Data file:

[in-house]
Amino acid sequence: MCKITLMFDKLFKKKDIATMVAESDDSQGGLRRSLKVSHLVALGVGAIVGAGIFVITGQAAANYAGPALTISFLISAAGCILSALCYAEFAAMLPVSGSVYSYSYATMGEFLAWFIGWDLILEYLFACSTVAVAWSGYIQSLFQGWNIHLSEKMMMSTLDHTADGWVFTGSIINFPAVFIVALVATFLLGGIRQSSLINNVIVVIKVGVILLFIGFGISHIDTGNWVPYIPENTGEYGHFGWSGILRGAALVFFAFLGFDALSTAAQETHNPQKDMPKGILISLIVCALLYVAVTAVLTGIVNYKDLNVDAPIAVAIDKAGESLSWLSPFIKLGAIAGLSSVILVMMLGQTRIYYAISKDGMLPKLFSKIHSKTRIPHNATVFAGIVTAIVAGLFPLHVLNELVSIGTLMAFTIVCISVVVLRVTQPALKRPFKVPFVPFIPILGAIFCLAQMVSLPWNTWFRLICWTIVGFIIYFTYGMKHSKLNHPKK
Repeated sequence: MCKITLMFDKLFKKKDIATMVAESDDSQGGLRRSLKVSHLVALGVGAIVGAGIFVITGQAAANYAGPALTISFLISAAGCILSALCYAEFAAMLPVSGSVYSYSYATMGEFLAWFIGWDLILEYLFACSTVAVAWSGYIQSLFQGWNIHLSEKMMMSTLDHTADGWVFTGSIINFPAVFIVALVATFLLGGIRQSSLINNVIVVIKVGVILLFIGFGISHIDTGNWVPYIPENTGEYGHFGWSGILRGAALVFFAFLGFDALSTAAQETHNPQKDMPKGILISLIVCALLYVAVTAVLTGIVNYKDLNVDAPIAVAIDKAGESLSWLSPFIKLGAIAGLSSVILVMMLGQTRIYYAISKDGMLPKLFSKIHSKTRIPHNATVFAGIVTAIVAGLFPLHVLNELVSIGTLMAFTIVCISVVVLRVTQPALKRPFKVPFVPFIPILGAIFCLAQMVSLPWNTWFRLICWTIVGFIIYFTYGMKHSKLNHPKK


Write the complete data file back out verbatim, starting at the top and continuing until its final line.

[in-house]
Amino acid sequence: MCKITLMFDKLFKKKDIATMVAESDDSQGGLRRSLKVSHLVALGVGAIVGAGIFVITGQAAANYAGPALTISFLISAAGCILSALCYAEFAAMLPVSGSVYSYSYATMGEFLAWFIGWDLILEYLFACSTVAVAWSGYIQSLFQGWNIHLSEKMMMSTLDHTADGWVFTGSIINFPAVFIVALVATFLLGGIRQSSLINNVIVVIKVGVILLFIGFGISHIDTGNWVPYIPENTGEYGHFGWSGILRGAALVFFAFLGFDALSTAAQETHNPQKDMPKGILISLIVCALLYVAVTAVLTGIVNYKDLNVDAPIAVAIDKAGESLSWLSPFIKLGAIAGLSSVILVMMLGQTRIYYAISKDGMLPKLFSKIHSKTRIPHNATVFAGIVTAIVAGLFPLHVLNELVSIGTLMAFTIVCISVVVLRVTQPALKRPFKVPFVPFIPILGAIFCLAQMVSLPWNTWFRLICWTIVGFIIYFTYGMKHSKLNHPKK
Repeated sequence: MCKITLMFDKLFKKKDIATMVAESDDSQGGLRRSLKVSHLVALGVGAIVGAGIFVITGQAAANYAGPALTISFLISAAGCILSALCYAEFAAMLPVSGSVYSYSYATMGEFLAWFIGWDLILEYLFACSTVAVAWSGYIQSLFQGWNIHLSEKMMMSTLDHTADGWVFTGSIINFPAVFIVALVATFLLGGIRQSSLINNVIVVIKVGVILLFIGFGISHIDTGNWVPYIPENTGEYGHFGWSGILRGAALVFFAFLGFDALSTAAQETHNPQKDMPKGILISLIVCALLYVAVTAVLTGIVNYKDLNVDAPIAVAIDKAGESLSWLSPFIKLGAIAGLSSVILVMMLGQTRIYYAISKDGMLPKLFSKIHSKTRIPHNATVFAGIVTAIVAGLFPLHVLNELVSIGTLMAFTIVCISVVVLRVTQPALKRPFKVPFVPFIPILGAIFCLAQMVSLPWNTWFRLICWTIVGFIIYFTYGMKHSKLNHPKK